212,000 borrowers avoid foreclosure in Sept.

Foreclosure prevention group Hope Now says it's helped 2.5 million home owners since the start of the housing crisis last summer.

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NEW YORK (CNNMoney.com) -- Mortgage lenders have helped nearly 2.5 million troubled homeowners avoid foreclosure since the mortgage meltdown began in the summer of 2007.

That's according to the latest report from Hope Now, the coalition of banks, mortgage-securities investors and housing counselors formed by the Bush administration to stem the foreclosure crisis.

Hope Now members helped 212,000 borrowers stay in their homes in September, a new record and an increase of 12% from August.

Despite Hope Now's best efforts, however, many homeowners are still falling through the cracks. According to Hope Now, 85,793 homes were lost to foreclosure in September, down 1% from August. At that rate, more than a million families will have their homes repossessed in the next twelve months.

"There's a lot of help being offered and a lot of people actively seeking help," said Faith Schwartz, director of Hope Now.

Indeed, it isn't clear just how many U.S. homeowners are currently in trouble. But the most recent report from RealtyTrac, the online marketer of foreclosed properties found that there were 265,968 new foreclosure filings issued in September alone.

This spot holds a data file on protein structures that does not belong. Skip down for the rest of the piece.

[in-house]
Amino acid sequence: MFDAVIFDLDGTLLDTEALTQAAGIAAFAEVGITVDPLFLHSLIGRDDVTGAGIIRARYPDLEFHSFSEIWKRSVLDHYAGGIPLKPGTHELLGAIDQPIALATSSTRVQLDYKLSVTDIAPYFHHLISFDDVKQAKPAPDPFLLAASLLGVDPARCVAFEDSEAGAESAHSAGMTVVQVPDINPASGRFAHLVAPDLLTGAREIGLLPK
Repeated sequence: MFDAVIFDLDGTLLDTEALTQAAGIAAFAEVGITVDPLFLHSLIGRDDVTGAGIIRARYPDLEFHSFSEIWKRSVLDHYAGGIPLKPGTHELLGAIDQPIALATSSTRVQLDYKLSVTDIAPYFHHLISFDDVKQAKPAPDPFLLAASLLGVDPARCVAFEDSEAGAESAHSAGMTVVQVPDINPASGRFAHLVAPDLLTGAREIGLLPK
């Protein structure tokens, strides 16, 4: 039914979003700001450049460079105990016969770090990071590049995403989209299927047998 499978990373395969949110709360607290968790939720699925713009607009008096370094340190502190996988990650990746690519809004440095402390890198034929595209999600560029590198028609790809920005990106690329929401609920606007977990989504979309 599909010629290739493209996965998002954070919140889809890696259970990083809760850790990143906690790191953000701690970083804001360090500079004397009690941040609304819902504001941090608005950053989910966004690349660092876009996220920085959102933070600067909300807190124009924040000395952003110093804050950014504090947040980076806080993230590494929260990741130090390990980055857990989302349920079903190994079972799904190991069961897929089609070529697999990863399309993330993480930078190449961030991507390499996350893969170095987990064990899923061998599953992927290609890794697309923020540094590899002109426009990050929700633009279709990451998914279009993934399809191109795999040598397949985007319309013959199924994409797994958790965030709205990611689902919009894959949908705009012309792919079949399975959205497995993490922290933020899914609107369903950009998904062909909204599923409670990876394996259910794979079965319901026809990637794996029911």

Schwartz says that her mission is to get the word out to borrowers to that help is available. Too many homeowners fail to act early, when repayment problems are still manageable.

"This is an emotional issue for homeowners," she said, "and our job is to help them not lose heart, help them to stay engaged and realize there is help out there."

Mortgage modifications rising

But Hope Now's efforts are still dominated by repayment plans, which add overdue balances to upcoming payments, and are generally considered to be a less effective means of helping borrowers. In September, 53.8% of Hope Now's workouts were repayment plans. The proportion of mortgage modifications, which permanently change the terms of a mortgage to make them less onerous, climbed from 41.7% in August to 46.2% of all workouts in September.

The good news is that several new foreclosure-prevention efforts on the part of Hope Now members are starting to kick in, and that should boost the number of homeowners that get help.

On Oct. 1 the Hope for Homeowners program, which was a part of the massive housing rescue bill passed in July, went into effect. Under it, the Federal Housing Authority will guarantee refinanced loans if lenders agree to write down the mortgage balances to 90% of a home's market value.

Meanwhile the failed bank IndyMac, which is now under the conservatorship of the Federal Deposit Insurance Corporation, has rolled out a standard protocol to reduce mortgage payments to 38% of pre-tax income for troubled borrowers who qualify.

Bank of America (BAC, Fortune 500), which bought defunct lender Countrywide, has a similar program that will begin in December and use an even more generous 34% debt-to-income ratio.

Says Schwartz: "There's just more focus on doing everything we can to help folks avoid foreclosure." To top of page

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